I'm completely new to blender and scripting and trying out some things:

I created a cube out of several smaller cubes (blue) and have one big cube called master (grey). The master cube overlaps with some of the smaller cubes.

blue cubes and grey master cube

I am now iterating through my small cubes and check with the help of this function (slightly updated):

def is_inside(p, obj):
    result, location, normal, index = obj.closest_point_on_mesh(p)
    p2 = location - p
    v = p2.dot(normal)

    return not(v <= 0.0)

If they are inside the master cube they turn green, of not they turn red. This works pretty well so far.

But now I want to move my master cube around to overlap with some other of the smaller cubes. If I run my script again it seems to check from the old position of the master and not the new one, because the same cubes as before are coloured green.

This is the situation after the second run of the script, where all visible small cubes should be red and the ones inside the grey cube should be green (FYI, they are not): situation after second run of script

How can I get the function to work with the updated postion of the master cube? Do I have to update some other values that I am missing?

This is my code:

master = bpy.data.objects['Master']

# select all smaller cubes

# create colors
green = bpy.data.materials.new("GREEN")
green.diffuse_color = (0.0, 1.0, 0.0)

red = bpy.data.materials.new("RED")
red.diffuse_color = (1.0, 0.0, 0.0)

for cube in bpy.context.selected_objects:
    if isInside(cube.location, master):
        cube.active_material = green

        cube.active_material = red

Thanks in advance for any helpful tips!


1 Answer 1


It's not working because closest_point_on_mesh expects its parameter p in Object Space, not in World Space. That is, the p's coordinates should be measured along the local axes of obj, taking into account obj's axes'location, rotation, and scale. closest_point_on_mesh also returns the location and normal of the closest point in the Object Space of obj.

So long as master is not transformed, its Object Space is the same as World Space, and isInside will work. But it will always compare the position of p to where master was before it was transformed. In order to measure p in master's space, we have to apply the inverse transformation to p as the one that was applied to master.. If you like, we pull master back to the world origin, and maintain the same relative position (rotation, scale) of p to master as it had before we pulled it back.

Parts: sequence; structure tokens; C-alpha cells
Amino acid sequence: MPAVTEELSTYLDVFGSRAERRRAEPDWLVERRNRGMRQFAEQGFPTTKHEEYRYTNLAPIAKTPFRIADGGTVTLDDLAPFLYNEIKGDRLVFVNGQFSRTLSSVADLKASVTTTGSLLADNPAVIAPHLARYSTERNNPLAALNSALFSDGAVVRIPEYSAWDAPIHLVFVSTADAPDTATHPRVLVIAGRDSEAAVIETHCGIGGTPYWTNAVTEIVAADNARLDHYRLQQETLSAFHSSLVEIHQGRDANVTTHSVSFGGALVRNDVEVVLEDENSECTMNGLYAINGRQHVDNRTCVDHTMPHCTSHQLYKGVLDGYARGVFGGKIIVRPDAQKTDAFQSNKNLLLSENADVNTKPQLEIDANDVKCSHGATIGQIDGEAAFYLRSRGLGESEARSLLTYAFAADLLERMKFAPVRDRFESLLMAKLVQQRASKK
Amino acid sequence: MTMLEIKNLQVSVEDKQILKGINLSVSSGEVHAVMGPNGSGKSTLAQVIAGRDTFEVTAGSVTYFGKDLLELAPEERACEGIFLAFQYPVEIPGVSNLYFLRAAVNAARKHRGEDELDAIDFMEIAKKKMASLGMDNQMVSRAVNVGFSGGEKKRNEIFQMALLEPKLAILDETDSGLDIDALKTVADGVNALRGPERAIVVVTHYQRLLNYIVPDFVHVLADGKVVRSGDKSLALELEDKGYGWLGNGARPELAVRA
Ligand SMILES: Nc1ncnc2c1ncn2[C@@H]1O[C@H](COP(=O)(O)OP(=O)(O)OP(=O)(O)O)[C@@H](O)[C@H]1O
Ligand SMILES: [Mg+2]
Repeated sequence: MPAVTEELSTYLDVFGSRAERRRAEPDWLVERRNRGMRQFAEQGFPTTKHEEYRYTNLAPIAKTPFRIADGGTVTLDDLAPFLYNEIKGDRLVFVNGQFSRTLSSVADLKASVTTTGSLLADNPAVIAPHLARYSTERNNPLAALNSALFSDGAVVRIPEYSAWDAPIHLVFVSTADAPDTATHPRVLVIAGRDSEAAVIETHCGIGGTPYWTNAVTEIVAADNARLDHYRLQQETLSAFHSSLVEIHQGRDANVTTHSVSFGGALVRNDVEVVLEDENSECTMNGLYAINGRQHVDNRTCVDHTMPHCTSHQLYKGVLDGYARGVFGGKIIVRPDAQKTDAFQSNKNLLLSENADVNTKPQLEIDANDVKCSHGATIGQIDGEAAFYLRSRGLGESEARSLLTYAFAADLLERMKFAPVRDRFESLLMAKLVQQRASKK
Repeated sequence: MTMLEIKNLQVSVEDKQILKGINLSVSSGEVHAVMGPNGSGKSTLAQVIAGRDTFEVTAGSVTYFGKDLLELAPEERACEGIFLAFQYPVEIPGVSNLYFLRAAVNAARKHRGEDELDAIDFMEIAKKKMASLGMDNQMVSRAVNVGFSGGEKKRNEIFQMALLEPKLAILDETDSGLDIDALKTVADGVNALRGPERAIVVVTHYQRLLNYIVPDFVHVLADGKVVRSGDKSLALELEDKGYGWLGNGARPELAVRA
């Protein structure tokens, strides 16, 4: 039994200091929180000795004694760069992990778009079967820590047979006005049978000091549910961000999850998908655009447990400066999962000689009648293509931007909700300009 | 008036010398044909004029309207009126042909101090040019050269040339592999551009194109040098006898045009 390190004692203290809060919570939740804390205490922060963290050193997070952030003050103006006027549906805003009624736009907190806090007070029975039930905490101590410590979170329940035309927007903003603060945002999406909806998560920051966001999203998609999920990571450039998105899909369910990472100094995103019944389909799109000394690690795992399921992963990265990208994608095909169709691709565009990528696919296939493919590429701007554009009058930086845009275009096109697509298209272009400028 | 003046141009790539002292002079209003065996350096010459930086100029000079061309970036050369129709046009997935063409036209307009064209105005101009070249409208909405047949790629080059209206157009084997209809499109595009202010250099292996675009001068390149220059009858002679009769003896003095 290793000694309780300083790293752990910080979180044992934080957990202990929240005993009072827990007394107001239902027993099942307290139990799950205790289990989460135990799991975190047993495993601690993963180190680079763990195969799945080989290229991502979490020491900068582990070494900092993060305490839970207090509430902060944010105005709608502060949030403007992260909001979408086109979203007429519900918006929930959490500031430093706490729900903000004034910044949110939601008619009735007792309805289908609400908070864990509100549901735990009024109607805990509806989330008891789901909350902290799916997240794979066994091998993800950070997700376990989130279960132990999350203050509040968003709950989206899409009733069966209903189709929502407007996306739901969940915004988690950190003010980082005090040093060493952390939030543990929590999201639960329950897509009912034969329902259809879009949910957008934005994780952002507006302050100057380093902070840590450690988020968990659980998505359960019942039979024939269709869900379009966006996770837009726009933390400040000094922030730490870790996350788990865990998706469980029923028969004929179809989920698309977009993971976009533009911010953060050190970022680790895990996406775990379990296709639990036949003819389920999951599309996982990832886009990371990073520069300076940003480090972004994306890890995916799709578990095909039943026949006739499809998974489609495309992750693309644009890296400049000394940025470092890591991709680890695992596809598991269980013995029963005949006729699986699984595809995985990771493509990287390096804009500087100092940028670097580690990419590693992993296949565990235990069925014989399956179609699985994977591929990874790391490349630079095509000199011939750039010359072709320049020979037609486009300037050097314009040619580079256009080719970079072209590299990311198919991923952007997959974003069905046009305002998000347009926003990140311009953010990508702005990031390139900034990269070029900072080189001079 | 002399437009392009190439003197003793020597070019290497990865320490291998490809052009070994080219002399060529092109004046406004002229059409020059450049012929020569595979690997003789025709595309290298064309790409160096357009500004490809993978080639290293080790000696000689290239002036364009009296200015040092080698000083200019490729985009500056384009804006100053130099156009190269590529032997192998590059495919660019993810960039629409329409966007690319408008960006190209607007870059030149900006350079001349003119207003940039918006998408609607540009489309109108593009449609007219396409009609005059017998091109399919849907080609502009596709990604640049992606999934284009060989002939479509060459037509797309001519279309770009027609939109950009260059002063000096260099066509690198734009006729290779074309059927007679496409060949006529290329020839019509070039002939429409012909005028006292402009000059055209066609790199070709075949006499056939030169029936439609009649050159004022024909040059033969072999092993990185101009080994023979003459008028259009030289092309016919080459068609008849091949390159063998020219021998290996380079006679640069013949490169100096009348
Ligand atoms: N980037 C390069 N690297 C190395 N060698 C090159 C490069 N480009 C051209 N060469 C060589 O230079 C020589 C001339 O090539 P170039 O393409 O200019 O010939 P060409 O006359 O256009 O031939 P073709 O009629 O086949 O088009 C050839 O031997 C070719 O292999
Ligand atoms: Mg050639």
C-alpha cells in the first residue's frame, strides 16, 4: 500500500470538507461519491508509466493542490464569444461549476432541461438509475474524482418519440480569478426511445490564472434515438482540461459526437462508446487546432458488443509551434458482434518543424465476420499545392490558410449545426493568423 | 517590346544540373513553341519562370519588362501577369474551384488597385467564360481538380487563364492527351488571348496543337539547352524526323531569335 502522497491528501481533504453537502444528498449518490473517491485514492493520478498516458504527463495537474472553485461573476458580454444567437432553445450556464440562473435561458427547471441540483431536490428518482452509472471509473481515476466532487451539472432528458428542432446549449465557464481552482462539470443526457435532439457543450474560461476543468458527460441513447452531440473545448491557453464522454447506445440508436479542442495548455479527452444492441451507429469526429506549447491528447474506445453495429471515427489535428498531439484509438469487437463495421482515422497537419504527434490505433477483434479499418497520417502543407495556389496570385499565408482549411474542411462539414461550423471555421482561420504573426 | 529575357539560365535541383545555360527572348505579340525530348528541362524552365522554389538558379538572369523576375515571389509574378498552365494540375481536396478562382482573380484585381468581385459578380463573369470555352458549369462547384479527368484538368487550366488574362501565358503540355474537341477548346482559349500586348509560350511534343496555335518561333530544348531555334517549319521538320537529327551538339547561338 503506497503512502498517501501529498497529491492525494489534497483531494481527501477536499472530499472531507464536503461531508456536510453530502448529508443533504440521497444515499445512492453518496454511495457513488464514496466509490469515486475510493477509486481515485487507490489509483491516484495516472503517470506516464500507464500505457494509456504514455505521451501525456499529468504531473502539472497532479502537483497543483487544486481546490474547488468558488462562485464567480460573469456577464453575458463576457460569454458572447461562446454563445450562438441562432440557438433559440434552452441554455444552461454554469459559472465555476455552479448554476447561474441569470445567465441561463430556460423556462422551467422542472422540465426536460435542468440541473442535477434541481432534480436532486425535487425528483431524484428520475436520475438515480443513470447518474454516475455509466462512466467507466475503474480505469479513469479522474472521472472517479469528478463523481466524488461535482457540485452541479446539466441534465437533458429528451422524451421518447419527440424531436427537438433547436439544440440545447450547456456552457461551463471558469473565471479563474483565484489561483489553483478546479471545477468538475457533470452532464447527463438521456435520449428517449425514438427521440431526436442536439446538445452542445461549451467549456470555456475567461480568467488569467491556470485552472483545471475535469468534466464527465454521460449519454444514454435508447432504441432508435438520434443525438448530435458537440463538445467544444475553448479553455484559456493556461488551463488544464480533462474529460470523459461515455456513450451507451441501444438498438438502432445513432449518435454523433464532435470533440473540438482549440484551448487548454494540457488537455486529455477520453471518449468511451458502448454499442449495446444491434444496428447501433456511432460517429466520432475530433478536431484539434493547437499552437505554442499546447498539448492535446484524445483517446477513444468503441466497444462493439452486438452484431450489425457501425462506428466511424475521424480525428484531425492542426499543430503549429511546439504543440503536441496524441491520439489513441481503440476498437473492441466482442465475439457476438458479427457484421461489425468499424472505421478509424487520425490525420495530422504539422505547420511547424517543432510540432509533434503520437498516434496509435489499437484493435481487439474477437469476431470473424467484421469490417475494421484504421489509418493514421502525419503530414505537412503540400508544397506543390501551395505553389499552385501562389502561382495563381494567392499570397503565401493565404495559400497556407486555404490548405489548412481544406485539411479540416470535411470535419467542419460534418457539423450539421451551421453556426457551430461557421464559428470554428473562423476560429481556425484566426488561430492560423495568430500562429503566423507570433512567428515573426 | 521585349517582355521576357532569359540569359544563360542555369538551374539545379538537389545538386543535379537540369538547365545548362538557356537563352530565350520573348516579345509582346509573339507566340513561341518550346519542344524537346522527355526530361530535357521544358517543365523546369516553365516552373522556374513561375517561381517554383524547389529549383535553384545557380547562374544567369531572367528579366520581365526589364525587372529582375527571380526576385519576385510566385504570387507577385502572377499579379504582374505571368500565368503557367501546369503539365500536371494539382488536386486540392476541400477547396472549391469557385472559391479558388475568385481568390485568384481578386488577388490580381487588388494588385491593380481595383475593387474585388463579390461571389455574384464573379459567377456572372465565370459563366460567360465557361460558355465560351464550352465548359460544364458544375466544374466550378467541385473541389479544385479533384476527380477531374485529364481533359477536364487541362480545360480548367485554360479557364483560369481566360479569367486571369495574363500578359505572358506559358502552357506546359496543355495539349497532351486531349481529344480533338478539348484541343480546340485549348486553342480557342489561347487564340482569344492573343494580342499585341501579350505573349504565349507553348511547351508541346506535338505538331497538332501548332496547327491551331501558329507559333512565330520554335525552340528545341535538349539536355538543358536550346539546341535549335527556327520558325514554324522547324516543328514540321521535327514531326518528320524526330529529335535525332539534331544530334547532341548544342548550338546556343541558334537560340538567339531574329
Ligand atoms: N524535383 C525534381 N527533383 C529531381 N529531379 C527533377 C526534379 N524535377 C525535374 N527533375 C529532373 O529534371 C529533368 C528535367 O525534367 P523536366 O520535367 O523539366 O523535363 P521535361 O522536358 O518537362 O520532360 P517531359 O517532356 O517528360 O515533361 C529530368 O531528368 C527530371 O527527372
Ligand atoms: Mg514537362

import bpy
import mathutils

def world_to_obj(point,obj):
    mat_obj_xform = obj.matrix_world
    mat_to_local = obj.matrix_world.inverted()
    return mat_to_local * point

def is_inside(point, obj):
    p = world_to_obj(point, obj)
    hit, hit_location, normal_at_location, face_index = obj.closest_point_on_mesh(p)
    ray = hit_location - p
    dotproduct = ray.dot(normal_at_location) 
    return (dotproduct > 0.0)

green = bpy.data.materials.get("GREEN")
if green is None:
    green = bpy.data.materials.new(name="GREEN")
    green.diffuse_color = (0.0, 1.0, 0.0)

red = bpy.data.materials.get("RED")
if red is None:
    red = bpy.data.materials.new(name="RED")   
    red.diffuse_color = (1.0, 0.0, 0.0)

master = bpy.data.objects['Master']

for cube in bpy.context.selected_objects:

    if is_inside(cube.location, master):
        if cube.data.materials:
            cube.data.materials[0] = green
        if cube.data.materials:
            cube.data.materials[0] = red

Forgive the long-winded variable names and grubby code.. I meant them to be a bit more explanatory. (I've also stopped the repeat creation of materials.)


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